Standards for public agencies

2020 Edition

Mentoring Services (PA-MS) 5: Mentor Orientation and Training

Mentors receive the orientation and training they need to be effective role models and develop positive, lasting mentoring relationships centered on mentees.
2020 Edition

Currently viewing: MENTORING SERVICES (PA-MS)



Individuals participating in Mentoring Services develop supportive, positive relationships that contribute to the achievement of personal, social, and educational growth.
Note: When paid program staff are used as mentors, the standards in this section should be incorporated into the agency's training and supervision system for the mentoring program (see PA-PDS 1 and PA-PDS 2).
Full Implementation, Outstanding Performance
A rating of (1) indicates that the agency's practices fully meet the standard and reflect a high level of capacity.  
  • All elements or requirements outlined in the standard are evident in practice, with rare or no exceptions: exceptions do not impact service quality or agency performance. 
Substantial Implementation, Good Performance
A rating of (2) indicates that an agency's infrastructure and practices are basically sound but there is room for improvement.
  • The majority of the standards requirements have been met and the basic framework required by the standard has been implemented. 
  • Minor inconsistencies and not yet fully developed practices are noted; however, these do not significantly impact service quality or agency performance.

Partial Implementation, Concerning Performance
A rating of (3) indicates that the agency's observed infrastructure and/or practices require significant improvement.  

  • The agency has not implemented the basic framework of the standard but instead has in place only part of this framework.  
  • Omissions or exceptions to the practices outlined in the standard occur regularly, or practices are implemented in a cursory or haphazard manner.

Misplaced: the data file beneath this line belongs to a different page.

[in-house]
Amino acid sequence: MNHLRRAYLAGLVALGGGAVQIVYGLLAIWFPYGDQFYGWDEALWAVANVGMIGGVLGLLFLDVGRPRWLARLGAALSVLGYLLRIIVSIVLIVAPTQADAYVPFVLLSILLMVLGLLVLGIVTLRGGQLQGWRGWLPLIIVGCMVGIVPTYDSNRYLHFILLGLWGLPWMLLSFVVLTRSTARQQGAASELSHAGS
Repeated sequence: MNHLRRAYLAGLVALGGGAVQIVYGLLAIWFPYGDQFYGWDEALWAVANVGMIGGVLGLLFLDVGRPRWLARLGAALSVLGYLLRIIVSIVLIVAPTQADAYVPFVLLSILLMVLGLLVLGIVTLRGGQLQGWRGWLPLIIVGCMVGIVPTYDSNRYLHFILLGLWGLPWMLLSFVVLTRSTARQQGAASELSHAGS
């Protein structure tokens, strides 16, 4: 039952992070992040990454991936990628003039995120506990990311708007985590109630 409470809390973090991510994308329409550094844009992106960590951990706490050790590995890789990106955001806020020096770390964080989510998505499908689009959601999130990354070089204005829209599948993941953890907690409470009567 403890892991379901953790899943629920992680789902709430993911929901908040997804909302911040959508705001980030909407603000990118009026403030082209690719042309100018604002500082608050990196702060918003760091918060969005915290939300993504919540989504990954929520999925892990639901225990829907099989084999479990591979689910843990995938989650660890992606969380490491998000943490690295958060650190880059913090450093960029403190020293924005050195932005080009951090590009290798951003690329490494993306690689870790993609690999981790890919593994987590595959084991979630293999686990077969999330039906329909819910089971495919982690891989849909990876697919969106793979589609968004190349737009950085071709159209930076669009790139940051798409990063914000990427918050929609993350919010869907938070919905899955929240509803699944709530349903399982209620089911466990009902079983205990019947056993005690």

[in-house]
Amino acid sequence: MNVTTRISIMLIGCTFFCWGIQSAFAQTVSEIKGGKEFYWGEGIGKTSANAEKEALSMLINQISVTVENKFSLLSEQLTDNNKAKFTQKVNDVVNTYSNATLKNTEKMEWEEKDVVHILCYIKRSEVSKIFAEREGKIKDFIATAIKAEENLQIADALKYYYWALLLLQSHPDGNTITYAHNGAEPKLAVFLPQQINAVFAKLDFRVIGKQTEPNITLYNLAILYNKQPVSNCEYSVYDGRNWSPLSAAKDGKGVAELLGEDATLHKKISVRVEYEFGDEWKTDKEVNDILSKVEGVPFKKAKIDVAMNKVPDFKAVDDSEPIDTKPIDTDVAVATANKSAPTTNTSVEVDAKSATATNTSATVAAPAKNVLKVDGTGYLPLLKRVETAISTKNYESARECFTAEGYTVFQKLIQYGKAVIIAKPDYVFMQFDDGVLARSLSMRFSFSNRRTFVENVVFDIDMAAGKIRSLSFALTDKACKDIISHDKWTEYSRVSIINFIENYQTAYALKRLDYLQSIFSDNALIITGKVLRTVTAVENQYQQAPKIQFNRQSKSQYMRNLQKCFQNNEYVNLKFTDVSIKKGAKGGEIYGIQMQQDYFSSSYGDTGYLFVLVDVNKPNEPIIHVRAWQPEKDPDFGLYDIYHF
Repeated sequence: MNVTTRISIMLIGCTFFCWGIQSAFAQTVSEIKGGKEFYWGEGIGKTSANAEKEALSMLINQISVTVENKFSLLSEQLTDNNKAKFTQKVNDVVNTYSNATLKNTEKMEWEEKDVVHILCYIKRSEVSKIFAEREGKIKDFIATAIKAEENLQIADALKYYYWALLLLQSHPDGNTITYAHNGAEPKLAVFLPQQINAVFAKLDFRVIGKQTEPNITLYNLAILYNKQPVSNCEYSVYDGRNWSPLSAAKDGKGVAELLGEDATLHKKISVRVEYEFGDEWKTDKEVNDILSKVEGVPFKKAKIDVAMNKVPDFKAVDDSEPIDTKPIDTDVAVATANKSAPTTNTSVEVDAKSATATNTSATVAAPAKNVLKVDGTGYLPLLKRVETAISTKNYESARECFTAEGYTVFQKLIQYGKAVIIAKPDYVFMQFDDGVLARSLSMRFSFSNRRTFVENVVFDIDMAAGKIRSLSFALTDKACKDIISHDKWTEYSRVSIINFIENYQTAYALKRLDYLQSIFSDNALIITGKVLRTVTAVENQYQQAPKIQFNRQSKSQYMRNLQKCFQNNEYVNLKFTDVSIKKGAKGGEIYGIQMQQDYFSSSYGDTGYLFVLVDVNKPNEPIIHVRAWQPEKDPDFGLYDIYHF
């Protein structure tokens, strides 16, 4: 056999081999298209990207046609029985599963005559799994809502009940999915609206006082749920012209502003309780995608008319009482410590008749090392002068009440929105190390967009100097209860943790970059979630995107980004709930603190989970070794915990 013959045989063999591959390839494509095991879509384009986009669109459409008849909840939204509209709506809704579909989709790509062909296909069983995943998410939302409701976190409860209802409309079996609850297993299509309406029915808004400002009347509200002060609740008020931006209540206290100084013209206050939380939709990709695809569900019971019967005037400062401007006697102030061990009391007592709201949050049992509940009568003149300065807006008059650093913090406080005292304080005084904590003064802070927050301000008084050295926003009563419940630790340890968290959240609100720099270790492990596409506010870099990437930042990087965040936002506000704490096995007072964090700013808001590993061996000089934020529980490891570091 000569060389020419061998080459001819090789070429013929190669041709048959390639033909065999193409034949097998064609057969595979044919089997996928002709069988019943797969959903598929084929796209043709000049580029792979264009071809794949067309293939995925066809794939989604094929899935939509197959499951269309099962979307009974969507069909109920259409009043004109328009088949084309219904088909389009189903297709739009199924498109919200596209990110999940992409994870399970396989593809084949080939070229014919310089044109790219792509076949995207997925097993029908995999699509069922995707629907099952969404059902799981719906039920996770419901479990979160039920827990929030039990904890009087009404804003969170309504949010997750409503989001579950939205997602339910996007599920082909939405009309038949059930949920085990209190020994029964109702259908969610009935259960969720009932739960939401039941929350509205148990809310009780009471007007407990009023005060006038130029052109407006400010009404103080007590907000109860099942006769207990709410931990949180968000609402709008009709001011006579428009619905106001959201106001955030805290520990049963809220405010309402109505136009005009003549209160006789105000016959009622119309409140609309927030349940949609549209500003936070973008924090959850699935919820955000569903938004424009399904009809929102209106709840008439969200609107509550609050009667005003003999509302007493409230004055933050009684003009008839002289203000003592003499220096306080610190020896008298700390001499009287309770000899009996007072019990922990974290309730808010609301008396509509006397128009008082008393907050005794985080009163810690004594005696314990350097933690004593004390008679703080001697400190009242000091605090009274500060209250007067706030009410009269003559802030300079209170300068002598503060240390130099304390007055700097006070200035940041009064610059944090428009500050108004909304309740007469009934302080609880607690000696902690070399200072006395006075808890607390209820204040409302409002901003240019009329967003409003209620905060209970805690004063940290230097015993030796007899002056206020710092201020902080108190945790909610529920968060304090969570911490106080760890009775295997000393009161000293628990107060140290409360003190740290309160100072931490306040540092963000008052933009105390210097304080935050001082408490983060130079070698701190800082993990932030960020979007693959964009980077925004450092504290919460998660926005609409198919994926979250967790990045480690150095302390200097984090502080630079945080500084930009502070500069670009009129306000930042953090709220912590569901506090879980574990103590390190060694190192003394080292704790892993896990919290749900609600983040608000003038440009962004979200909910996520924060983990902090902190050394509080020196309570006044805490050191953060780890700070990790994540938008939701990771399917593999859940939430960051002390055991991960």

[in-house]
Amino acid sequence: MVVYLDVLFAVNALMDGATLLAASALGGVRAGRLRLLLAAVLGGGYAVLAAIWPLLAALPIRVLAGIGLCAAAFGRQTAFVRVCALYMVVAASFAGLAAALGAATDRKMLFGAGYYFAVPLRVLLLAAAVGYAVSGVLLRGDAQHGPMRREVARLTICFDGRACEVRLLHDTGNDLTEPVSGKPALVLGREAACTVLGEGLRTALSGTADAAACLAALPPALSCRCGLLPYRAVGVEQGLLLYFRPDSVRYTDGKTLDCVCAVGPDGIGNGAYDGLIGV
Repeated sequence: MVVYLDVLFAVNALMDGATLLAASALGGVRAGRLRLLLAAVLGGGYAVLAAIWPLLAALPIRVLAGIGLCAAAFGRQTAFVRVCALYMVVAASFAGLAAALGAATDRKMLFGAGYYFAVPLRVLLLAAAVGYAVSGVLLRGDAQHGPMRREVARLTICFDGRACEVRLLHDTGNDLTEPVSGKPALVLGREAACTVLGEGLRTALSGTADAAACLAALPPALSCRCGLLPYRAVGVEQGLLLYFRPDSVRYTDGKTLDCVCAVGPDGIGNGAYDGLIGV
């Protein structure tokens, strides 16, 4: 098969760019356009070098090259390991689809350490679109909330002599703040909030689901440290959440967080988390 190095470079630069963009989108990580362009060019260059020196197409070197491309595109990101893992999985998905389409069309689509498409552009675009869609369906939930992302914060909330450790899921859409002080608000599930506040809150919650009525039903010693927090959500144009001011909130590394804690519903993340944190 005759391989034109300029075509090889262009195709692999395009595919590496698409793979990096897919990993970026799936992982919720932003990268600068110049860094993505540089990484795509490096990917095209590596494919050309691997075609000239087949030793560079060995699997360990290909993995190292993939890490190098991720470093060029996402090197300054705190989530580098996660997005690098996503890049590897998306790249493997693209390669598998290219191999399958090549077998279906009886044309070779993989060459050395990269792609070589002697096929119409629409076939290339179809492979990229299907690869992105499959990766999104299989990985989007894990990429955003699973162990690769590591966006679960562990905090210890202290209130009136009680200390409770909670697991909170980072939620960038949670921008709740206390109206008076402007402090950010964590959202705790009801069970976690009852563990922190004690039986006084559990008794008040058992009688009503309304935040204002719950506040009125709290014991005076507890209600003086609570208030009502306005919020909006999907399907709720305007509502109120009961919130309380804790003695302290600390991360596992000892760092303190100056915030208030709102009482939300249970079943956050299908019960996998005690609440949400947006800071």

• Service quality or agency functioning may be compromised.  
  • Capacity is at a basic level.
Unsatisfactory Implementation or Performance
A rating of (4) indicates that implementation of the standard is minimal or there is no evidence of implementation at all.  
  • The agency’s observed service delivery infrastructure and practices are weak or non-existent; or show signs of neglect, stagnation, or deterioration.
Self-Study EvidenceOn-Site EvidenceOn-Site Activities
  • Table of contents of mentor orientation and training curricula
  • Documentation of mentor orientation and training
  • Mentor orientation and training curricula
  • Interviews may include:
    1. Program director
    2. Relevant personnel
    3. Mentors 
  • Review personnel and case files for mentors 

PA-MS 5.01

Mentors receive an orientation that explains: 
  1. the program’s philosophy, including the role of a mentor;
  2. their responsibilities to the mentee, including any health and safety responsibilities;
  3. their responsibilities to the mentee’s parent or legal guardian, as appropriate;
  4. their responsibilities to the agency;
  5. the responsibilities of the agency to the mentor; and
  6. realistic expectations for the mentoring relationship.
Examples: One example of how the agency can outline responsibilities is by developing a contract between the mentor and mentee, which can serve as an effective tool for establishing the specific role of the mentor.

PA-MS 5.02

Mentors receive training that addresses: 
  1. good mentoring practices;
  2. communication and relationship-building;
  3. role modeling;
  4. building trust with mentees and their families;
  5. establishing appropriate boundaries and setting limits with mentees and their families;
  6. diversity and cultural awareness; and
  7. topics relevant to working with the population served, including strengths, needs, and challenges.


Training may need to be more extensive when mentors are matched with individuals facing special challenges (e.g. youth involved with the juvenile justice system, individuals with mental health or substance use conditions, or victims of human trafficking). Training for mentors working with victims of trafficking should include:
  1. trauma-informed practices, 
  2. nonverbal communication cues, 
  3. the cycles of change model, 
  4. triggers for running away, 
  5. behaviors and symptoms corresponding to the victim’s relationship with their traffickers, including Stockholm Syndrome; and 
  6. situations where a clinician should be contacted.